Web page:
“[Track experience] helped a little bit but I have to thank everyone at Automatic Racing,” the local driver out of Great Falls, Va. told IMSA Radio’s Shea Adam. “I’ve always wanted to race in GS. It’s a great day to start on pole for your first race. If I wasn’t as sloppy as I was, there could have been more!”

Danny Burkett starts the No. 33 CJ Wilson Racing Porsche Cayman GT4 Clubsport he shares with Marc Miller in second, with the pair of Ford Shelby GT350R-Cs from Multimatic Motorsports and Compass360 Racing (the latter repaired after its Road America accident) on Row 2.

Honda has a 1-3 start in the ST class with Columbus, Ohio’s Boehm taking the No. 92 HART Honda Civic Si to the top spot at 2:04.660. He’ll share that car with Cameron Lawrence while the team’s No. 93 car, qualified by Chad Gilsinger who shares with Ryan Eversley, will start from third.

The No. 84 Bimmerworld BMW 328i (James Clay, Tyler Cooke) slots in-between the pair.

Qualifying results are linked here.

The second IMSA WeatherTech SportsCar Championship practice of the day at a hot VIR was less eventful than the morning session when the roof popped off the No. 25 BMW Team RLL BMW M6 GTLM of Dirk Werner.

Corvette Racing came to the fore in second practice with the No. 3 Corvette C7.R of Antonio Garcia and Jan Magnussen top of the charts in GT Le Mans and overall. In GT Daytona, the No. 48 Paul Miller Racing Lamborghini Huracán GT3 (Madison Snow and Bryan Sellers) was quickest one.

Practice results from the day are linked below.

Practice 1
Practice 2

Stewards confirm Alonso, Ericsson grid drops for Belgian GP

SPA, BELGIUM - AUGUST 26: Fernando Alonso of Spain driving the (14) McLaren Honda Formula 1 Team McLaren MP4-31 Honda RA616H Hybrid turbo on track during practice for the Formula One Grand Prix of Belgium at Circuit de Spa-Francorchamps on August 26, 2016 in Spa, Belgium.  (Photo by Mark Thompson/Getty Images)
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Formula 1 race stewards at Spa have confirmed that Fernando Alonso and Marcus Ericsson will join Lewis Hamilton in taking a grid drop for this weekend’s Belgian Grand Prix.

Following the conclusion of the summer break, teams are now beginning to get tight on their power unit component allocations for the remainder of the season.

Each car is limited to just five of each power unit component for the season, with penalties being awarded for exceeding this limit.

After being forced to make unplanned changes earlier in the season, Hamilton took two complete new power units on Friday at Spa, meaning he will almost certainly start the Belgian Grand Prix from the back of the grid with a 30-place drop.

Hamilton won’t be the only driver to drop back, though. The FIA stewards confirmed on Friday that both Alonso and Ericsson had also been forced to make changes, resulting in penalties for both drivers.

Alonso has a 35-place grid penalty looming over him after taking a whole new power unit. The Spaniard was already on the limit of five of each component heading to Spa, making the penalty more severe than Hamilton’s.

Ericsson has taken a new turbocharger, his sixth, meaning he receives a 10-place grid penalty. For each of the remaining ‘sixth’ elements the Sauber driver takes over the rest of the season, he will drop a further five places.

Qualifying for the Belgian Grand Prix will settle matters at the front of the grid, but at the rear, it will very much be a case of ‘wait and see’ once all of the penalties are confirmed on Sunday morning.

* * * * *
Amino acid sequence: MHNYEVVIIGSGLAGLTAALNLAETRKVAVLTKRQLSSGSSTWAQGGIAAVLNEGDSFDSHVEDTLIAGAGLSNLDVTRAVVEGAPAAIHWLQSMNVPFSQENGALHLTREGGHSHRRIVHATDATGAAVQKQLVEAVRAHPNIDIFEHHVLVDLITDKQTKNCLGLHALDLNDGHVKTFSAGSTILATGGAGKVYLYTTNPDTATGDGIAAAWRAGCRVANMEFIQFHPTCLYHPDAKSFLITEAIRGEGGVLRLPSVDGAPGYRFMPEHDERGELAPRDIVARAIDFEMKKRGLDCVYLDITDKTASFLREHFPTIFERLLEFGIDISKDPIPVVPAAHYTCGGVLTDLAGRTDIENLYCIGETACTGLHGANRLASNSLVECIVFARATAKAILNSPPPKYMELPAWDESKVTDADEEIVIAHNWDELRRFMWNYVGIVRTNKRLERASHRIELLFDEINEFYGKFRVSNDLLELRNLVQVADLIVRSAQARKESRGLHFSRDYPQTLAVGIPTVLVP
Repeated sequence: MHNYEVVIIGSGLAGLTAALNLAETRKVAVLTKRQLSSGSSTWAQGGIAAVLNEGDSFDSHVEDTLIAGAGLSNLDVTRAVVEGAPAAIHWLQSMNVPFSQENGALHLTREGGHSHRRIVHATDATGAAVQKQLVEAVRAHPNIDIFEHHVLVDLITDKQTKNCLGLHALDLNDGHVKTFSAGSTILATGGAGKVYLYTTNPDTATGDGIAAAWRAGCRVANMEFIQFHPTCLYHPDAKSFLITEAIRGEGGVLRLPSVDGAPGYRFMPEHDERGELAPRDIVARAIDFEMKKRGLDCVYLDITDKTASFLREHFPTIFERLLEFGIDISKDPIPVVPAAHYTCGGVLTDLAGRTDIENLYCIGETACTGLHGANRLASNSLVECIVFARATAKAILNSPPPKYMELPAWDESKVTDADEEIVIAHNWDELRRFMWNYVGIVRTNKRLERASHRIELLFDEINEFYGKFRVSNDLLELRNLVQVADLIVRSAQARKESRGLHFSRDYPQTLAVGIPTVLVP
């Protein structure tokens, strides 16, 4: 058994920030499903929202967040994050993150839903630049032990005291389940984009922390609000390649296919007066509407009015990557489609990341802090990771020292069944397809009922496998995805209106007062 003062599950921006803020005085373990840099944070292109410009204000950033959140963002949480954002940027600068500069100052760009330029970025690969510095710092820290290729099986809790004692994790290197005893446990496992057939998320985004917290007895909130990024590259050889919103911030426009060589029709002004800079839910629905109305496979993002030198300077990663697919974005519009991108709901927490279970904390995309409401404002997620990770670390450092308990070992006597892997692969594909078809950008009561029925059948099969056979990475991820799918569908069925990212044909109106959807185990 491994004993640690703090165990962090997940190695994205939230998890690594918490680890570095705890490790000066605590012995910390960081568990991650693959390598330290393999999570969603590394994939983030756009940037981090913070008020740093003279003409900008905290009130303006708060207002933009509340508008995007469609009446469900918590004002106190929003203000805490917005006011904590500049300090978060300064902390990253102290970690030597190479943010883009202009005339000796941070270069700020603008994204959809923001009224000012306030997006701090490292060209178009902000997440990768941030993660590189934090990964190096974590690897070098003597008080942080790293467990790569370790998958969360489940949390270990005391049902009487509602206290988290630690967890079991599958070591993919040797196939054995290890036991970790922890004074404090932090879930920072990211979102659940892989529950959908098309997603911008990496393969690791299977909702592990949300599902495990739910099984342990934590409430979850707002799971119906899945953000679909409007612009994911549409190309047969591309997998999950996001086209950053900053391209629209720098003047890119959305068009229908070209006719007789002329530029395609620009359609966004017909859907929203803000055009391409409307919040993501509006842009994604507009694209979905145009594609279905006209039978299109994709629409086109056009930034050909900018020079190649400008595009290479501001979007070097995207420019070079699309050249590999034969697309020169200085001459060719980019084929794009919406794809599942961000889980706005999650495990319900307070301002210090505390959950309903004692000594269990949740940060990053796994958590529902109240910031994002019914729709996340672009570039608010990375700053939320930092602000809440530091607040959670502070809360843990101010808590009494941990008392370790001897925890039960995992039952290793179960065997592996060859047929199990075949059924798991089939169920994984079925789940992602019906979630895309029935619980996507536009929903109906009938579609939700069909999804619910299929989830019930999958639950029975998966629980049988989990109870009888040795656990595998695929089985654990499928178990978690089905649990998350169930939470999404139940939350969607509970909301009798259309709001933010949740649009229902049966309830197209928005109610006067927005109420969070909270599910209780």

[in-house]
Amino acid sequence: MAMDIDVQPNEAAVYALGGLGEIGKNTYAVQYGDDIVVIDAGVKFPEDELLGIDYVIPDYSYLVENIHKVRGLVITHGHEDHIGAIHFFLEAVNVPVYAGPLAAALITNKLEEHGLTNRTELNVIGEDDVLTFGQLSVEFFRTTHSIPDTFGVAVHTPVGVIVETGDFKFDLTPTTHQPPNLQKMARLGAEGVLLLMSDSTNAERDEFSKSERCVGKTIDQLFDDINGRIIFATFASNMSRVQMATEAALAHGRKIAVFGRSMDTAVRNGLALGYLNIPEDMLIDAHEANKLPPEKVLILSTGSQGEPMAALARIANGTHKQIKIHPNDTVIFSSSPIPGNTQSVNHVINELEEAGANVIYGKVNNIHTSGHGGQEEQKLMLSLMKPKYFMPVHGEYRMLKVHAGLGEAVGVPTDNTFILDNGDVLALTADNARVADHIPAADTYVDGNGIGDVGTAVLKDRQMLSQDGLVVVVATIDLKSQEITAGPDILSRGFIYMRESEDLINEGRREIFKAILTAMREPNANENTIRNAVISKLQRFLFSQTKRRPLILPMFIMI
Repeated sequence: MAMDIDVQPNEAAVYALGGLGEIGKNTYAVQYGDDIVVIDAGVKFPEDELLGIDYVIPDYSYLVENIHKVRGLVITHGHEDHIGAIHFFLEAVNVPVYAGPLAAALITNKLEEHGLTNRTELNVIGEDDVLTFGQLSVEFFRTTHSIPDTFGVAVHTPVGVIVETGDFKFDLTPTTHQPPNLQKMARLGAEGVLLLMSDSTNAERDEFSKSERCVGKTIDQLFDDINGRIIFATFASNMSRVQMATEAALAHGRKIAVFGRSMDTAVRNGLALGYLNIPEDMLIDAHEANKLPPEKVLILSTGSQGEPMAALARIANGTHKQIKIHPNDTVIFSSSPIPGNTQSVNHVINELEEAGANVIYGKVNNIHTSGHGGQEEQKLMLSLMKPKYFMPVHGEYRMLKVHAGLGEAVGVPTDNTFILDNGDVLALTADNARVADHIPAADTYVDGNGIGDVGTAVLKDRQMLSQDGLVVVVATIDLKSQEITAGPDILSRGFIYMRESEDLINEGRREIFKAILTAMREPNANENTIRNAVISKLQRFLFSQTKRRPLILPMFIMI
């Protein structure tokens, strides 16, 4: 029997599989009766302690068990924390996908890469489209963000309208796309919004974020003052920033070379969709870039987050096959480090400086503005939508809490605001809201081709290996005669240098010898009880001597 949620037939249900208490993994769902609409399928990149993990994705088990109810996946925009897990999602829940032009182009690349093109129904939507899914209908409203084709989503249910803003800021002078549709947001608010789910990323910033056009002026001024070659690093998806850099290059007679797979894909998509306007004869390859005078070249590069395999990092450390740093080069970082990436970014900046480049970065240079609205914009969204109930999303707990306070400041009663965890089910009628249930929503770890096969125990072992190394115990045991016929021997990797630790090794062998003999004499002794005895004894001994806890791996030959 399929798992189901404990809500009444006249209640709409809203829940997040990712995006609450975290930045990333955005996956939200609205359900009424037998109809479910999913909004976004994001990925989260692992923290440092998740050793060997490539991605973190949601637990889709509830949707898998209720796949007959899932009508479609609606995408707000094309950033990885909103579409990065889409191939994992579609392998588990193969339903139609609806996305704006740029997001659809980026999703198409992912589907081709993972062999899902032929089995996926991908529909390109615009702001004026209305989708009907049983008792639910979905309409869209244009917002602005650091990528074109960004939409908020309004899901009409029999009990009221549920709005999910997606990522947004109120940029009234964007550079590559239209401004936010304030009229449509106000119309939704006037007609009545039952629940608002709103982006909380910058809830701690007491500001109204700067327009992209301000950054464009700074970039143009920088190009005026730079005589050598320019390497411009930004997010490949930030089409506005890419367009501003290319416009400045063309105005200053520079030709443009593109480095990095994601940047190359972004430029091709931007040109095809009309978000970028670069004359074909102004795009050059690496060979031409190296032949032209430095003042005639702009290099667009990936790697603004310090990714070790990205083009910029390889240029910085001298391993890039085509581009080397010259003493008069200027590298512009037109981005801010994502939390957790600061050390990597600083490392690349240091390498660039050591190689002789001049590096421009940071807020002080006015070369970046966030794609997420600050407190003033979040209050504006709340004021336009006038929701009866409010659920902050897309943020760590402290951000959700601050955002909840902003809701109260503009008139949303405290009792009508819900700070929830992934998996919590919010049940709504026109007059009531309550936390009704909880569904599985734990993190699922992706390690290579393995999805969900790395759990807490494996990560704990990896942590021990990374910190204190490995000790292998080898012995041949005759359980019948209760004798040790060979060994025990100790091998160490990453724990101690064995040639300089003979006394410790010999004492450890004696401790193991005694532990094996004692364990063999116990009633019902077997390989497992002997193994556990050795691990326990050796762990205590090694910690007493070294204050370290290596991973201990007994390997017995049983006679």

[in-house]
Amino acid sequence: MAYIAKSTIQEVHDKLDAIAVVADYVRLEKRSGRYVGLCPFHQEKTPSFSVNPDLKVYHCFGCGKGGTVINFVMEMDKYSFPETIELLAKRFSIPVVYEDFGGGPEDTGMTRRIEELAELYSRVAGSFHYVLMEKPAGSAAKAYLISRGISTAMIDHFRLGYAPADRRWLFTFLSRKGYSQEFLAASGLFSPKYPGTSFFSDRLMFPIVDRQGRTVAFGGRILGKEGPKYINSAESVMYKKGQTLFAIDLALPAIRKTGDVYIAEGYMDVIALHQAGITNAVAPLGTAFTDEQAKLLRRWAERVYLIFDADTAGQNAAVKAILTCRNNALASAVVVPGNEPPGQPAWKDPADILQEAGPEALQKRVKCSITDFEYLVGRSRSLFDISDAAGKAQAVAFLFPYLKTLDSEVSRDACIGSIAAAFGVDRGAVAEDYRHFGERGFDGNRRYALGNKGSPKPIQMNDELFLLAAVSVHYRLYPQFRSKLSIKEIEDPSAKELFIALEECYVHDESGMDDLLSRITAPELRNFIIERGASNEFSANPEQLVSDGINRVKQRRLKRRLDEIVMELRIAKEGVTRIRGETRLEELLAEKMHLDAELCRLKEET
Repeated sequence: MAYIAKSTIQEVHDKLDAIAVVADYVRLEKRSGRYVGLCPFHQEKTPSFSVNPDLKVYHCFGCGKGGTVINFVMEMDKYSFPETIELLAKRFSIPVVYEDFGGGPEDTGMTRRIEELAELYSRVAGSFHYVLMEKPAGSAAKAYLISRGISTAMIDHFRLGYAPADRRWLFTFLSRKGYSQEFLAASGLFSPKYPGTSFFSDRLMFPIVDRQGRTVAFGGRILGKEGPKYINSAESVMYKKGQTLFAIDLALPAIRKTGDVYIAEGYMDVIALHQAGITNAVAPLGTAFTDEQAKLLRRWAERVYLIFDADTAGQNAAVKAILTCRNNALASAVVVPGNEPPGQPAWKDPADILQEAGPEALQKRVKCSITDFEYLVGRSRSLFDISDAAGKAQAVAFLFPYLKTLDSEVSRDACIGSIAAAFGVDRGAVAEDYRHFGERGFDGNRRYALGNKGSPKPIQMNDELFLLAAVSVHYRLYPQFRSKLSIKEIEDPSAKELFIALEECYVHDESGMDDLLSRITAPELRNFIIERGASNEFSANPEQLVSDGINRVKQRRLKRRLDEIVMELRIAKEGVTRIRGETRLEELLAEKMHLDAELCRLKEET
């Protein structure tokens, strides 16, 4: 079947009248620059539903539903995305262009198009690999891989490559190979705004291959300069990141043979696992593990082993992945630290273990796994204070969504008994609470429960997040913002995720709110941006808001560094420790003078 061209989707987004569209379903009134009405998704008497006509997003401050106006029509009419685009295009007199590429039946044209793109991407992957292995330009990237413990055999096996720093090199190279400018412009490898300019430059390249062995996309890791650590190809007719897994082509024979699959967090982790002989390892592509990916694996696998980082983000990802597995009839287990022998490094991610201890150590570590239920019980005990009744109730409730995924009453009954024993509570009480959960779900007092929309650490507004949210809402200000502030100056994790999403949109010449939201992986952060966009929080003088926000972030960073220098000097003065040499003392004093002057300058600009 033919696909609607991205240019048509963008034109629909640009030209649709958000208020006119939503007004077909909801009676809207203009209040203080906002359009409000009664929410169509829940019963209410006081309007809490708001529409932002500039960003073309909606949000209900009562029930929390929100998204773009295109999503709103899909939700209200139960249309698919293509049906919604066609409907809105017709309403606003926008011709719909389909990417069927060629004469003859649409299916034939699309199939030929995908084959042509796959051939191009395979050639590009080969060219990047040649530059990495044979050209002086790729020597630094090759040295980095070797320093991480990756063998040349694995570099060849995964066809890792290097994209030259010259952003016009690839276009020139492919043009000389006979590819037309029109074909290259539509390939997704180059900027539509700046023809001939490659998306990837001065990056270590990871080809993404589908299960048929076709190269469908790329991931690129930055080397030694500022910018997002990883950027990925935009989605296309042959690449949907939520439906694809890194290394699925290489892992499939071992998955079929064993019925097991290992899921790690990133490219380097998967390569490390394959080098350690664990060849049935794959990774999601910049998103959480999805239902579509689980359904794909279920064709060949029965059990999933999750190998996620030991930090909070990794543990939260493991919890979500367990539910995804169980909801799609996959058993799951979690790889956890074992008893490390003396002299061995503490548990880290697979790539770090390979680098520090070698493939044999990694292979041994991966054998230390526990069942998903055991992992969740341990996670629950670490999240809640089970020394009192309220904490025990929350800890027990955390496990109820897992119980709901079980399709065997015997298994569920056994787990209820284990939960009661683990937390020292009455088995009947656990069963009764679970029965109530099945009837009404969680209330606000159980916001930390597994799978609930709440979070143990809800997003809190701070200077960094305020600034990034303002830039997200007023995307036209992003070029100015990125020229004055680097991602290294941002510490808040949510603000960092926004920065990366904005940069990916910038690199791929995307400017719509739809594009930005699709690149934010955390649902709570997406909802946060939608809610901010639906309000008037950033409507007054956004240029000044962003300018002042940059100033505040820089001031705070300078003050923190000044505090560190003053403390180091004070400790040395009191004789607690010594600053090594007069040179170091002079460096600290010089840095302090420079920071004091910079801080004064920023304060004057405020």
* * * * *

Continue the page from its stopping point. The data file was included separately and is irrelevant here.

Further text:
You can watch qualifying from Spa live on the NBC Sports app from 8am ET on Saturday.

Button ‘almost there’ on deciding Formula 1 future

SPA, BELGIUM - AUGUST 26: Jenson Button of Great Britain and McLaren Honda sits in his car in the garage during practice for the Formula One Grand Prix of Belgium at Circuit de Spa-Francorchamps on August 26, 2016 in Spa, Belgium.  (Photo by Mark Thompson/Getty Images)
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Jenson Button says he is “almost there” on deciding his future in Formula 1 as McLaren continues to deliberate its driver line-up for 2017.

Button is the most experienced driver currently racing in F1, and has been with McLaren since 2010.

Fernando Alonso is set to remain with McLaren for next season, but the team is yet to decide whether it will retain Button or promote junior driver Stoffel Vandoorne into a full-time seat.

Button has been linked with a return to Williams – the team he made his F1 debut with in 2000 – should McLaren drop him.

The 2009 F1 world champion is yet to decide whether or not he will continue in F1 next year, but feels he is close to a decision.

“I am almost there with my thought process and you will hear about it soon. I can’t put a timescale on it, but it will be soon enough,” Button told Press Association.

“I did think about it lot [over the summer]. I didn’t have a lot of time to lie on a sun-lounger and think about it to be fair.

“I was busy, but yes, of course, I thought about it.”

Button’s last race win came at the end of 2012 with McLaren, and has not finished on the podium since the start of 2014 thanks to difficulties with the team’s Honda engine last year.

Although McLaren is on the rise, Button stressed that he wants to be in a car that is capable of battling at the front of the pack in 2017.

“I have always said that if I feel like I can be in a car that is fighting for wins I will definitely stay. I think any racing driver would,” Button said.

“But if I am not and I feel like I am not, there is nothing else for me to achieve. I will go and play darts instead.

“I can’t just sit on the beach. I will do all sorts of racing after F1 whether it is in racing cars, push bikes, or triathlons because I am a competitive person and I always want to win.

“So, that is what I want to do. Something I can fight for wins in.”

Button has been linked with a move into the FIA World Endurance Championship should he decide to call time on his F1 career, and is also likely to take up rallycross in some form, following in the footsteps of his father, John.